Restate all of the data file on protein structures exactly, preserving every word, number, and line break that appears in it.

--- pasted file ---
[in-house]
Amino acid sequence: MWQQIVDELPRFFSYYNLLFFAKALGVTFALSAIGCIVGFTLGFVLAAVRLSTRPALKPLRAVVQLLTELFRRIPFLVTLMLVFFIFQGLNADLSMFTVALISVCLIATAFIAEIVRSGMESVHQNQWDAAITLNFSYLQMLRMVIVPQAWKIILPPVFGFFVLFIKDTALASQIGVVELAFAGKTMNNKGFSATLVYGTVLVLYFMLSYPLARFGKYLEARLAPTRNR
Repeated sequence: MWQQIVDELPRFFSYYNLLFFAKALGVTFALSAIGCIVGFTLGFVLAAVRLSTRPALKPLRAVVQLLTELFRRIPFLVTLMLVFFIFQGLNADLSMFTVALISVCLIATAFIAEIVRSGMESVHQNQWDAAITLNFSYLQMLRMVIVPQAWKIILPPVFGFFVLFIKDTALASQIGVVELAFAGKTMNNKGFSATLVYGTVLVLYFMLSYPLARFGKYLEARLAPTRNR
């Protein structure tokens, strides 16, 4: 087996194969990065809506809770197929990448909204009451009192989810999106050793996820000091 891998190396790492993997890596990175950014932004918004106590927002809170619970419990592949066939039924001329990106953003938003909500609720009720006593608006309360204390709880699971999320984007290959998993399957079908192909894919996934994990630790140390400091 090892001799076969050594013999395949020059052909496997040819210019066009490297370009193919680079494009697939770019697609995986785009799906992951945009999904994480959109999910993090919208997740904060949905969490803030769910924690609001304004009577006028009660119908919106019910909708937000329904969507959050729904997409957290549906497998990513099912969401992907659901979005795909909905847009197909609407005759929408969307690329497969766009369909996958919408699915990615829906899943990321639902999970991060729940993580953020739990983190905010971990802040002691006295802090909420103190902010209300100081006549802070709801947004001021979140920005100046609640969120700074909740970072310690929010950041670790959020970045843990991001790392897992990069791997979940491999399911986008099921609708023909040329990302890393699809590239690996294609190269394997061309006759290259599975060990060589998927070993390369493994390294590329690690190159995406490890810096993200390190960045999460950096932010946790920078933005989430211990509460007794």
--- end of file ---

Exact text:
[in-house]
Amino acid sequence: MWQQIVDELPRFFSYYNLLFFAKALGVTFALSAIGCIVGFTLGFVLAAVRLSTRPALKPLRAVVQLLTELFRRIPFLVTLMLVFFIFQGLNADLSMFTVALISVCLIATAFIAEIVRSGMESVHQNQWDAAITLNFSYLQMLRMVIVPQAWKIILPPVFGFFVLFIKDTALASQIGVVELAFAGKTMNNKGFSATLVYGTVLVLYFMLSYPLARFGKYLEARLAPTRNR
Repeated sequence: MWQQIVDELPRFFSYYNLLFFAKALGVTFALSAIGCIVGFTLGFVLAAVRLSTRPALKPLRAVVQLLTELFRRIPFLVTLMLVFFIFQGLNADLSMFTVALISVCLIATAFIAEIVRSGMESVHQNQWDAAITLNFSYLQMLRMVIVPQAWKIILPPVFGFFVLFIKDTALASQIGVVELAFAGKTMNNKGFSATLVYGTVLVLYFMLSYPLARFGKYLEARLAPTRNR
């Protein structure tokens, strides 16, 4: 087996194969990065809506809770197929990448909204009451009192989810999106050793996820000091 891998190396790492993997890596990175950014932004918004106590927002809170619970419990592949066939039924001329990106953003938003909500609720009720006593608006309360204390709880699971999320984007290959998993399957079908192909894919996934994990630790140390400091 090892001799076969050594013999395949020059052909496997040819210019066009490297370009193919680079494009697939770019697609995986785009799906992951945009999904994480959109999910993090919208997740904060949905969490803030769910924690609001304004009577006028009660119908919106019910909708937000329904969507959050729904997409957290549906497998990513099912969401992907659901979005795909909905847009197909609407005759929408969307690329497969766009369909996958919408699915990615829906899943990321639902999970991060729940993580953020739990983190905010971990802040002691006295802090909420103190902010209300100081006549802070709801947004001021979140920005100046609640969120700074909740970072310690929010950041670790959020970045843990991001790392897992990069791997979940491999399911986008099921609708023909040329990302890393699809590239690996294609190269394997061309006759290259599975060990060589998927070993390369493994390294590329690690190159995406490890810096993200390190960045999460950096932010946790920078933005989430211990509460007794």